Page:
Dr. Dilts received the American Academy of Pediatrics Section on Integrative Medicine Education Grant Award this year for the Basic Acupuncture Curriculum.

Non-Traditional Pain Treatment in the ED

Pediatricians that completed the training started administering the two acupuncture protocols earlier this year, which is patient-driven and not mandated first line treatment.

“Doctors still prescribe analgesics for the pain, but ask if the patients would like acupuncture as well. If the family wants to try just the acupuncture than we go that route.” said Dr. Esparham.

Dr. Bickel added, “It would be completely irresponsible to start treating every kid with acupuncture. But if a child comes into the ED and they’ve tried other pain treatments before that didn’t work, acupuncture may be an option.”

Offering acupuncture is also a safe alternative to using opioids.

“Historically, we haven't been the best at treating pain and often reach for opioids before we need to,” said Dr. Bickel. “Opioids are often one of the most common treatments, but opioids are often over-prescribed and misused.”

Dr. Esparham agrees, “As a result, we must offer a way that physicians can be trained to help patients in pain, and acupuncture is one modality that can be a solution beyond opioid regulation. As physicians, it’s our responsibility to help our colleagues find non-pharmacologic ways to provide pain treatment.”

Dr. Jeffrey Michael, medical director for evidence based practice and attending physician for pediatric emergency medicine, views acupuncture as an adjunct to compliment the pharmacologic treatment in the ED, “Providers in the ED treat both acute and chronic pain in children, and learning new non-drug related techniques is exciting and a great opportunity. Perhaps it will help reduce the dosing requirements of some of the drugs we use and help inform families of alternatives to medication as the sole treatment for pain in their child.”

The alternative pain treatment can also help decrease a patient’s ED stay.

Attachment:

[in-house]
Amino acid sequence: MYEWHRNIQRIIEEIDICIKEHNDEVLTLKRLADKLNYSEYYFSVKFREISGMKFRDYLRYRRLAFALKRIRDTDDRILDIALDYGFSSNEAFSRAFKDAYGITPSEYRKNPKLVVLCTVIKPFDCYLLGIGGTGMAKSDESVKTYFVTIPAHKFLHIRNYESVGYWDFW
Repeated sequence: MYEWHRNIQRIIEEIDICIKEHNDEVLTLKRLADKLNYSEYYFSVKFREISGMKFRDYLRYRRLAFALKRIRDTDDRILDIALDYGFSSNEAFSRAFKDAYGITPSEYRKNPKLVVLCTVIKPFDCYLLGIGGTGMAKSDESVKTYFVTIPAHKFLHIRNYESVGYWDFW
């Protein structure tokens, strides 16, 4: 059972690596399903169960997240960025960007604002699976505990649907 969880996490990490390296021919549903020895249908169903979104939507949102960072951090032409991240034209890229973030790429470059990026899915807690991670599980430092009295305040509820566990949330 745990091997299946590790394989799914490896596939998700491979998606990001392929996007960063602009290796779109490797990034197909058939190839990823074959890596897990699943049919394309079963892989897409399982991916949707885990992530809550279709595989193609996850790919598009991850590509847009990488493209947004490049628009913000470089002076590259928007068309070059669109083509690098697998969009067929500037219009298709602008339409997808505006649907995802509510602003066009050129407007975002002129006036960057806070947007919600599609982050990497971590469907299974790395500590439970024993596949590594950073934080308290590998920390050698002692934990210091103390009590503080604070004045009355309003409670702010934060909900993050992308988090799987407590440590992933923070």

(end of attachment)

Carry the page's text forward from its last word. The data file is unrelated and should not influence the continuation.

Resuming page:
“An acupuncture procedure typically takes less than 30 minutes, while starting an IV and administering IV medication often takes a couple of hours,” said Dr. Dilts.

Interest in Acupuncture

The demand for acupuncture is great. Currently, the headache team treats about 30 acupuncture patients a week and they can’t keep up.

“When I originally went through the training I thought we'd have a few children that would want to have it done,” said Dr. Bickel. “I’ve continually been proven wrong about how much people are open and want it. Eventually, I’d like to see us roll this to other areas of the hospital.”

Patients aren’t the only ones interested in acupuncture. There is so much interest from physicians that the course is now offered twice a year and there’s a waitlist.

“I'm excited to increase the access to basic acupuncture and to provide more physicians with this tool,” said Dr. Dilts. “My hope is if patients love the initial introduction then some of them will be able to find a way to continue acupuncture and continue to look for non-pharma options.”

Dr. Bickel added, “It's been amazing to see the amount of Children’s Mercy pediatricians who want to embrace this new introduction of ancient techniques.”


Learn more about the Emergency Department at Children's Mercy.

Learn more about Headache Services at Children's Mercy.

Learn more about acupuncture at Children's Mercy.